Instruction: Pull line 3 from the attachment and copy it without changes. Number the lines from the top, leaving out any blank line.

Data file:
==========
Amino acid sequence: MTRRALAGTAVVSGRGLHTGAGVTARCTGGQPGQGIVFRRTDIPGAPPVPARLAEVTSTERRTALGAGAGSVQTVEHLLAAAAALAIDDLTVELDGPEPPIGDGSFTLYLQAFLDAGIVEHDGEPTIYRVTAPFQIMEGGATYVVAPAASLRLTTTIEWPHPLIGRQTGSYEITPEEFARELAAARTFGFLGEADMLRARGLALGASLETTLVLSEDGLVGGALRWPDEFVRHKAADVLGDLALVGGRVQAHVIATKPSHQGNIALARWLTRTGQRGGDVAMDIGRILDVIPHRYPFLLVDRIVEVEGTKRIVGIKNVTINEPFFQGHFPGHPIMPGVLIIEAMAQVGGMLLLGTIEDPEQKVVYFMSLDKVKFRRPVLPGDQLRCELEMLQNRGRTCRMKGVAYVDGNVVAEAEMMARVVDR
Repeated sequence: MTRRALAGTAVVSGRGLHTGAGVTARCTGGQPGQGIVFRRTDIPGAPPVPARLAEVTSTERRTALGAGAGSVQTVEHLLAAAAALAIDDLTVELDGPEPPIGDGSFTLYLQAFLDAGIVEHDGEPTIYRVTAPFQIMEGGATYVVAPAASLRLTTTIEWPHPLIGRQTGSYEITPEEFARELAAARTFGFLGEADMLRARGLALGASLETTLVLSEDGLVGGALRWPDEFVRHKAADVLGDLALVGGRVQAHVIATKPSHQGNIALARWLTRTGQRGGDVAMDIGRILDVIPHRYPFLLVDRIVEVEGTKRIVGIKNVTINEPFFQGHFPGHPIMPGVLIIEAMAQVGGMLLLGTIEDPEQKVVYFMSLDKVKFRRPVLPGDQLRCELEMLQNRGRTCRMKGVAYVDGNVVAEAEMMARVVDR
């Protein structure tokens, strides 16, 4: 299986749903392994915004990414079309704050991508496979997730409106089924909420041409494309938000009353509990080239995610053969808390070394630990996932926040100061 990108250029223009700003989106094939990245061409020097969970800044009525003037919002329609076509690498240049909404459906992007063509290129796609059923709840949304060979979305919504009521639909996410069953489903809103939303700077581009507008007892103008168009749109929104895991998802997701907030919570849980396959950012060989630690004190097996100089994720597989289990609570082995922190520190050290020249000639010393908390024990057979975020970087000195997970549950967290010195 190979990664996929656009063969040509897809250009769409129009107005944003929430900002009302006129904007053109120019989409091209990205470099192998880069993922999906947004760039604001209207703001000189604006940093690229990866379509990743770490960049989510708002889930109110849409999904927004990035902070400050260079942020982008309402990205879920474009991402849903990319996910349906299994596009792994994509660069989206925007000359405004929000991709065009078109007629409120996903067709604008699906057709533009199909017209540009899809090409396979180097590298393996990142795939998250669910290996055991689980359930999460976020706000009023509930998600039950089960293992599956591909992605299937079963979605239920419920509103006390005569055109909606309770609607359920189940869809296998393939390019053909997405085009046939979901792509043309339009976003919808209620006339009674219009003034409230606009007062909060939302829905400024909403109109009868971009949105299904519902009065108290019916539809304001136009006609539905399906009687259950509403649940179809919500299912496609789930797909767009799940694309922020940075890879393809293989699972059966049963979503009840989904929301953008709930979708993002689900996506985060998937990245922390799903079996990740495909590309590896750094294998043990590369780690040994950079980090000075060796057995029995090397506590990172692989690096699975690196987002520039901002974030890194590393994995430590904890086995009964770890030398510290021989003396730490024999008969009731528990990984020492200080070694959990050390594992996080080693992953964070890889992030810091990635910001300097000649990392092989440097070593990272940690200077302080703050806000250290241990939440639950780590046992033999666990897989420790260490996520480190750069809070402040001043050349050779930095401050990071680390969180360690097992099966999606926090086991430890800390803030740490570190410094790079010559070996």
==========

């Protein structure tokens, strides 16, 4: 299986749903392994915004990414079309704050991508496979997730409106089924909420041409494309938000009353509990080239995610053969808390070394630990996932926040100061 990108250029223009700003989106094939990245061409020097969970800044009525003037919002329609076509690498240049909404459906992007063509290129796609059923709840949304060979979305919504009521639909996410069953489903809103939303700077581009507008007892103008168009749109929104895991998802997701907030919570849980396959950012060989630690004190097996100089994720597989289990609570082995922190520190050290020249000639010393908390024990057979975020970087000195997970549950967290010195 190979990664996929656009063969040509897809250009769409129009107005944003929430900002009302006129904007053109120019989409091209990205470099192998880069993922999906947004760039604001209207703001000189604006940093690229990866379509990743770490960049989510708002889930109110849409999904927004990035902070400050260079942020982008309402990205879920474009991402849903990319996910349906299994596009792994994509660069989206925007000359405004929000991709065009078109007629409120996903067709604008699906057709533009199909017209540009899809090409396979180097590298393996990142795939998250669910290996055991689980359930999460976020706000009023509930998600039950089960293992599956591909992605299937079963979605239920419920509103006390005569055109909606309770609607359920189940869809296998393939390019053909997405085009046939979901792509043309339009976003919808209620006339009674219009003034409230606009007062909060939302829905400024909403109109009868971009949105299904519902009065108290019916539809304001136009006609539905399906009687259950509403649940179809919500299912496609789930797909767009799940694309922020940075890879393809293989699972059966049963979503009840989904929301953008709930979708993002689900996506985060998937990245922390799903079996990740495909590309590896750094294998043990590369780690040994950079980090000075060796057995029995090397506590990172692989690096699975690196987002520039901002974030890194590393994995430590904890086995009964770890030398510290021989003396730490024999008969009731528990990984020492200080070694959990050390594992996080080693992953964070890889992030810091990635910001300097000649990392092989440097070593990272940690200077302080703050806000250290241990939440639950780590046992033999666990897989420790260490996520480190750069809070402040001043050349050779930095401050990071680390969180360690097992099966999606926090086991430890800390803030740490570190410094790079010559070996």